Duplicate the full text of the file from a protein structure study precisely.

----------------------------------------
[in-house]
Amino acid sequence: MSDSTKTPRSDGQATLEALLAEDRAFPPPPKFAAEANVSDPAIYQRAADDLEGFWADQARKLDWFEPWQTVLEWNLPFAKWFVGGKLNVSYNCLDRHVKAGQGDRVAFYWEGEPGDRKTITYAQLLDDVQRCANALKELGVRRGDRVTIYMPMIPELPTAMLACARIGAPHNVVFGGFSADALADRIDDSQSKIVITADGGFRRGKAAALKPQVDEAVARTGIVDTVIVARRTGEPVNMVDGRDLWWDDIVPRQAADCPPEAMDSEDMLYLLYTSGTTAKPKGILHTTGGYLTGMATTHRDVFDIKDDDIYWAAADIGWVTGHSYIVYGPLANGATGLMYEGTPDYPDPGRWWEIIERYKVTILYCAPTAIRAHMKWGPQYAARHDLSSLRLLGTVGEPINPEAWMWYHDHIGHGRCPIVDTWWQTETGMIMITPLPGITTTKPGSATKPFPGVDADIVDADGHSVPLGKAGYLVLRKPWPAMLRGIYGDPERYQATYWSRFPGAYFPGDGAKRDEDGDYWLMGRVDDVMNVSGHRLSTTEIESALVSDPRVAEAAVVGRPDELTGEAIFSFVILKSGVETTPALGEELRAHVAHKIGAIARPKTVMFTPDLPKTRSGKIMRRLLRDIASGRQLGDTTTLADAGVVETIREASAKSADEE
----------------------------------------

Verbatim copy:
[in-house]
Amino acid sequence: MSDSTKTPRSDGQATLEALLAEDRAFPPPPKFAAEANVSDPAIYQRAADDLEGFWADQARKLDWFEPWQTVLEWNLPFAKWFVGGKLNVSYNCLDRHVKAGQGDRVAFYWEGEPGDRKTITYAQLLDDVQRCANALKELGVRRGDRVTIYMPMIPELPTAMLACARIGAPHNVVFGGFSADALADRIDDSQSKIVITADGGFRRGKAAALKPQVDEAVARTGIVDTVIVARRTGEPVNMVDGRDLWWDDIVPRQAADCPPEAMDSEDMLYLLYTSGTTAKPKGILHTTGGYLTGMATTHRDVFDIKDDDIYWAAADIGWVTGHSYIVYGPLANGATGLMYEGTPDYPDPGRWWEIIERYKVTILYCAPTAIRAHMKWGPQYAARHDLSSLRLLGTVGEPINPEAWMWYHDHIGHGRCPIVDTWWQTETGMIMITPLPGITTTKPGSATKPFPGVDADIVDADGHSVPLGKAGYLVLRKPWPAMLRGIYGDPERYQATYWSRFPGAYFPGDGAKRDEDGDYWLMGRVDDVMNVSGHRLSTTEIESALVSDPRVAEAAVVGRPDELTGEAIFSFVILKSGVETTPALGEELRAHVAHKIGAIARPKTVMFTPDLPKTRSGKIMRRLLRDIASGRQLGDTTTLADAGVVETIREASAKSADEE